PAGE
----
Free Two-Day Shipping Is the New “Table Stakes” for E-Commerce

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In late January, Amazon reduced its minimum purchase requirement for free two-day shipping to $35 ($25 for books) from $50 previously. In an interview with Recode, Marc Lore—who is Walmart’s e-commerce chief and the former CEO of, which Walmart acquired last September—made a poker reference when talking about shipping. He commented that “in today’s world of e-commerce, two-day free shipping is table stakes,” referring to the minimum bet required to get in on a poker game.

Amazon’s reduction in its shipping minimum generated a response from Walmart. After having recently eliminated its ShippingPass program offering free two-day shipping in exchange for a $49 annual fee, Walmart, too, began offering free two-day shipping on orders of $35 or more. Due to the timing, Walmart’s move seemed to echo Amazon’s—but perhaps it was Amazon that anticipated Walmart’s move. Interestingly, $35 is also the minimum for free two-day shipping at

While Amazon has offered free two-day shipping to its Prime members, it has largely restricted the benefit otherwise, using it mostly to entice consumers to spend during the holiday season. With giants Amazon and Walmart now both offering free two-day shipping at $35, it appears that any other serious e-tailers need to quickly follow suit.

Amazon’s and Walmart’s recent actions prompt the question “What are other large retailers doing?” To answer that, we have listed the shipping policies for the 10 largest US retailers in the table below.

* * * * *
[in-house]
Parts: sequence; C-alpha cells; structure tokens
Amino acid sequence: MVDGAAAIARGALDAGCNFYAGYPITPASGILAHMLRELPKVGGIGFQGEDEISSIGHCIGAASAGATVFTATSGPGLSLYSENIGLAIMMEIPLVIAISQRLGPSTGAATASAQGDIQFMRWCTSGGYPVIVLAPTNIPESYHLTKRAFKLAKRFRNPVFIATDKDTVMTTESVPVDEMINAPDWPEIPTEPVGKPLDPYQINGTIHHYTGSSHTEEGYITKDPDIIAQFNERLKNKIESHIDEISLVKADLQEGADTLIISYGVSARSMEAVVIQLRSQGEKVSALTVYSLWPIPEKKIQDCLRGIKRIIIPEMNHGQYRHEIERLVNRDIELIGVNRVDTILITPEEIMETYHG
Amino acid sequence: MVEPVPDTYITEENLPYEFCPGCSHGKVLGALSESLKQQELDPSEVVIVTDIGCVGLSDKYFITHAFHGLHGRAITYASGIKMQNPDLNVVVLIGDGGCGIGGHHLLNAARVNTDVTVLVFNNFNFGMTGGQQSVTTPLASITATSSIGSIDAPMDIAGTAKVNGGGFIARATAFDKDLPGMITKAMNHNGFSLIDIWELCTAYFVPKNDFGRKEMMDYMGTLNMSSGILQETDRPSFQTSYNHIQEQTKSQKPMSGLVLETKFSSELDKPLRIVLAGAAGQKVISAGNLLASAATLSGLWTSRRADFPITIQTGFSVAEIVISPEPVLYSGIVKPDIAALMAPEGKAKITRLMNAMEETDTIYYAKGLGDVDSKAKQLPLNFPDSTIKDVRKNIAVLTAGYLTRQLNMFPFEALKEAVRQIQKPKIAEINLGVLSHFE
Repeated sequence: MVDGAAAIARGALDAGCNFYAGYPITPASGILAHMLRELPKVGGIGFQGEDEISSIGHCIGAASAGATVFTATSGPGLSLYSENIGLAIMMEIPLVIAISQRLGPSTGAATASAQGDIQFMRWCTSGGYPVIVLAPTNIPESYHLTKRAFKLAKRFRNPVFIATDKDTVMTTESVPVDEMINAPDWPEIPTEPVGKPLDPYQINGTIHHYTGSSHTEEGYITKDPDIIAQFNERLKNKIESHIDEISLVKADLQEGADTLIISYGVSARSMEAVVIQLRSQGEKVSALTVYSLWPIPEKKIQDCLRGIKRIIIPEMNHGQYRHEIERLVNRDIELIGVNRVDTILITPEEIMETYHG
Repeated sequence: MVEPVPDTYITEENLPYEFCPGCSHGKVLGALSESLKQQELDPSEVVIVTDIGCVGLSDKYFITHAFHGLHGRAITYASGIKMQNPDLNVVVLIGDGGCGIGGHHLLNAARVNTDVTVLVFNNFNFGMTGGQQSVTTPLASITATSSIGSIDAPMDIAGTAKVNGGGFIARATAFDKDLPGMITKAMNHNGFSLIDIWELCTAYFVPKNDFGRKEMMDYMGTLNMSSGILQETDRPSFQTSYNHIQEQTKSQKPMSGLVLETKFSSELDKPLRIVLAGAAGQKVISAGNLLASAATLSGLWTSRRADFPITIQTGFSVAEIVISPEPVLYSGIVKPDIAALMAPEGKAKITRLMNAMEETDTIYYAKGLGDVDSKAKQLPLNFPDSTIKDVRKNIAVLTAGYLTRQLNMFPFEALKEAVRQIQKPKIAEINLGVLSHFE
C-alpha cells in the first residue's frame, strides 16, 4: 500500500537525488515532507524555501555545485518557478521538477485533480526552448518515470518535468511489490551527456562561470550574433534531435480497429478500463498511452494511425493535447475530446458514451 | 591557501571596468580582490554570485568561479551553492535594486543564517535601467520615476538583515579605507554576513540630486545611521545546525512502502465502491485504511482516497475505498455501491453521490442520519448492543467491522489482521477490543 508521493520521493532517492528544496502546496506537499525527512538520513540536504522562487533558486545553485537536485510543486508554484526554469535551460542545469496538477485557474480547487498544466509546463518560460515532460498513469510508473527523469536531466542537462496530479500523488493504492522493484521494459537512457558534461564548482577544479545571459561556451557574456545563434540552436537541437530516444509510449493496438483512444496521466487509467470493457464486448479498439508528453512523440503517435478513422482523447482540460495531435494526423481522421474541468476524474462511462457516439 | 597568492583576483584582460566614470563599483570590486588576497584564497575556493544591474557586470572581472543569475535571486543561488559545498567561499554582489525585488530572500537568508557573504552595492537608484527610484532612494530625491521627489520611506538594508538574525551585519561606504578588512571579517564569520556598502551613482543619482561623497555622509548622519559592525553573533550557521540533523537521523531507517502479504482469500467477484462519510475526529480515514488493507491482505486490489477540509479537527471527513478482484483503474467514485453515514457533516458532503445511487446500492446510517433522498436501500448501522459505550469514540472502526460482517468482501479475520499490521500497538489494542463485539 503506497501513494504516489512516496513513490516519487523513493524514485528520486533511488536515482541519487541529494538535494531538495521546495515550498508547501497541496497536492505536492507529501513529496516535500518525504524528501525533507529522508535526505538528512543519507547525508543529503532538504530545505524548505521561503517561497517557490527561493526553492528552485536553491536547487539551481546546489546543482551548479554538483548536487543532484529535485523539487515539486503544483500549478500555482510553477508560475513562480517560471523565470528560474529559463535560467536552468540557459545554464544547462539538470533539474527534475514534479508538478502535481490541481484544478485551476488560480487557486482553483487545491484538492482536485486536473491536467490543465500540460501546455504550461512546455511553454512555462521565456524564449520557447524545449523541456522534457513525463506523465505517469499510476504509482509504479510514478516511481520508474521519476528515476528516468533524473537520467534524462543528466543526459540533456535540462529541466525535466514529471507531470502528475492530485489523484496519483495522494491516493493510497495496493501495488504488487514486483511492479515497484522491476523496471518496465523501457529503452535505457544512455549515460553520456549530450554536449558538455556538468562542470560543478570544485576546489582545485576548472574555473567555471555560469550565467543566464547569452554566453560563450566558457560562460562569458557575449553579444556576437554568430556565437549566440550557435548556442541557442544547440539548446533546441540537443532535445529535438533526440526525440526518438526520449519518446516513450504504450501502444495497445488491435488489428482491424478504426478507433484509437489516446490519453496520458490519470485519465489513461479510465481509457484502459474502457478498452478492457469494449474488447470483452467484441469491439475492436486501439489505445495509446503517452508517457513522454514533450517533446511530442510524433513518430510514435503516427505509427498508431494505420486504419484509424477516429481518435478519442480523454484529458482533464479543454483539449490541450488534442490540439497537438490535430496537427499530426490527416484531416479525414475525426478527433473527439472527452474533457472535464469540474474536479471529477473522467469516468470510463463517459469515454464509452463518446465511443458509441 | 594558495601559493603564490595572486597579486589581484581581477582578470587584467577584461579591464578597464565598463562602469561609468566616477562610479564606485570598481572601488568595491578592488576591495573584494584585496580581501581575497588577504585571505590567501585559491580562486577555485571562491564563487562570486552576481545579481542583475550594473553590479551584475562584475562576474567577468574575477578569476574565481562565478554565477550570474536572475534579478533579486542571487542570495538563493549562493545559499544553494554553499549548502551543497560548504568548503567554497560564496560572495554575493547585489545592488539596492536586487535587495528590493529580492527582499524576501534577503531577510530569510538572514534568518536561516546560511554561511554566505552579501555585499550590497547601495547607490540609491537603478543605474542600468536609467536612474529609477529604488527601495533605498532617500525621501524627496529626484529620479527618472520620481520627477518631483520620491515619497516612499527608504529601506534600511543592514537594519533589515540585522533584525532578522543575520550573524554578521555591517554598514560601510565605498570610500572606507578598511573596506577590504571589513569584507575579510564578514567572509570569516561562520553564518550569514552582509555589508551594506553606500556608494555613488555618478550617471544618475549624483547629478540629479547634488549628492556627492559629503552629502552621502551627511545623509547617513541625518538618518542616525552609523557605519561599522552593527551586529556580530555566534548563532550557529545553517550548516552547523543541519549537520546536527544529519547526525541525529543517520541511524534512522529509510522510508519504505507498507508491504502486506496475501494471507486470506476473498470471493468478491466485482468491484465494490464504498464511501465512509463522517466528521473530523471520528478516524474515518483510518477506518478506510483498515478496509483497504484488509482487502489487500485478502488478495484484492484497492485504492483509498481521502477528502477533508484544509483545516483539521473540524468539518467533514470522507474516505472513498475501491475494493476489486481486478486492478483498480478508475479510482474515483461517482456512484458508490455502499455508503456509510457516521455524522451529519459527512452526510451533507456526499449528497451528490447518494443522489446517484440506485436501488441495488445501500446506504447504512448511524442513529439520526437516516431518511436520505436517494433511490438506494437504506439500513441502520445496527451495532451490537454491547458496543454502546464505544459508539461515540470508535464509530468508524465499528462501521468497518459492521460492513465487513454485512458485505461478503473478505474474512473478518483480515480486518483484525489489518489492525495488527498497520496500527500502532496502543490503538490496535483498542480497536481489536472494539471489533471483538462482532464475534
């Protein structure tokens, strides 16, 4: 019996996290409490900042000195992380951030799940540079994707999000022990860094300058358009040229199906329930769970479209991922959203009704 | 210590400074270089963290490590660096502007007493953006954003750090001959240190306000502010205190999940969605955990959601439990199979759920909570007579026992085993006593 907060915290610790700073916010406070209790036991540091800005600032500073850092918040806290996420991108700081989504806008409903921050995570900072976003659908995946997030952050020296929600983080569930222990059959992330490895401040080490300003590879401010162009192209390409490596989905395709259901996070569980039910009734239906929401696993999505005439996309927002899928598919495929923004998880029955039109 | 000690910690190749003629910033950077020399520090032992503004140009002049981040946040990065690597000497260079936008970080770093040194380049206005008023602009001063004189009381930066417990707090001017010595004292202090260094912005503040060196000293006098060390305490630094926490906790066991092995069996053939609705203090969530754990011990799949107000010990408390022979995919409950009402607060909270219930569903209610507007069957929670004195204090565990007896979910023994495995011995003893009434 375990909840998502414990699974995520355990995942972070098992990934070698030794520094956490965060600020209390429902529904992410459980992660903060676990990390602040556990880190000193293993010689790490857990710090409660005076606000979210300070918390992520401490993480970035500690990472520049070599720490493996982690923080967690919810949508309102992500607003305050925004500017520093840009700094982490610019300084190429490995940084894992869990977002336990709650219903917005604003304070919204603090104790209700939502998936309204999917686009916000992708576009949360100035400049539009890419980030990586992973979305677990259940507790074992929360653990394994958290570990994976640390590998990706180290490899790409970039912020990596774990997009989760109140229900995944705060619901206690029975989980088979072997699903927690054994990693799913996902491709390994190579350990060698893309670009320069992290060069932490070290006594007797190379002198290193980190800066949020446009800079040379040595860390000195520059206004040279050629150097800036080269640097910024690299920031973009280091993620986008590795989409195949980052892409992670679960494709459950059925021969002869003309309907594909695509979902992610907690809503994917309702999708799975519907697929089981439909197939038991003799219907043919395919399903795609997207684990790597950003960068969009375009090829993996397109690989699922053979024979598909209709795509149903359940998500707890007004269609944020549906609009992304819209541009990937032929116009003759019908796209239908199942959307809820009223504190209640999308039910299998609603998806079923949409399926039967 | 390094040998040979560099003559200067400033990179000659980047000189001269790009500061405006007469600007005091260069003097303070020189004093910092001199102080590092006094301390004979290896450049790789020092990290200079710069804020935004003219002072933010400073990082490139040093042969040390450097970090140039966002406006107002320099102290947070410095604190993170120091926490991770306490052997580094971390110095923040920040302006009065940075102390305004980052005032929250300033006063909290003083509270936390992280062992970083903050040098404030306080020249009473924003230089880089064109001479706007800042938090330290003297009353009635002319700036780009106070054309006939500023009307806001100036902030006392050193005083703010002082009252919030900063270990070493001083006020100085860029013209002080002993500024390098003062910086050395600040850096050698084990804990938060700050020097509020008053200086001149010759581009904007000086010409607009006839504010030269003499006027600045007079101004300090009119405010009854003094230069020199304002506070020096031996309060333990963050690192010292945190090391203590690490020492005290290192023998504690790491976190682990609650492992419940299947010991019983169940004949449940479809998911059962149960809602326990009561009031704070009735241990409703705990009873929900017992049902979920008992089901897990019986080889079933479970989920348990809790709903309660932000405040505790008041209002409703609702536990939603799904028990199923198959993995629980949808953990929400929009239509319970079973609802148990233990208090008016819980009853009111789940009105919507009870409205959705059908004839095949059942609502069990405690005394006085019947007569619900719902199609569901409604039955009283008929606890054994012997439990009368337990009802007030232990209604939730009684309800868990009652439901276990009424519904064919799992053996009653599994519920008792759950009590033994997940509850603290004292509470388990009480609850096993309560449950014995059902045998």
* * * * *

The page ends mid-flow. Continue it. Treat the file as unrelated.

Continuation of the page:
Shipping Policies

“Free” Shipping Is Not Free

While shipping may not appear as an added fee to the consumer, it clearly costs money, and that cost is borne by the retailer. Ross McCullough, UPS’s President of Asia Pacific, recently commented to CNBC, “Free shipping has been around, again, since 1996. I used to run an e-commerce team and…there’s no such thing as free shipping.”

The impact of “free” shipping is increasingly showing up on e-tailers’ bottom lines. Indeed, Amazon reported fulfillment costs of $7.1 billion in 2016, up 43% over the prior year, with the growth rate exceeding a 27% revenue increase in the year. Although Walmart reported a substantial, 29% increase in e-commerce sales in its fiscal fourth quarter earnings this week (which includes the benefit from the acquisition of last fall), GAAP EPS declined by 14.7% and adjusted EPS declined by 9.2% in the quarter.

Fung Global Retail & Technology will continue to monitor and report on the “shipping wars” among major e-tailers as they continue to heat up.

Other pieces you may find interesting include; From Runway to Checkout, The See-Now-Buy-Now Trend in FashionIs Experience Enough? Three Core Functions Will Drive The Future of Retail,

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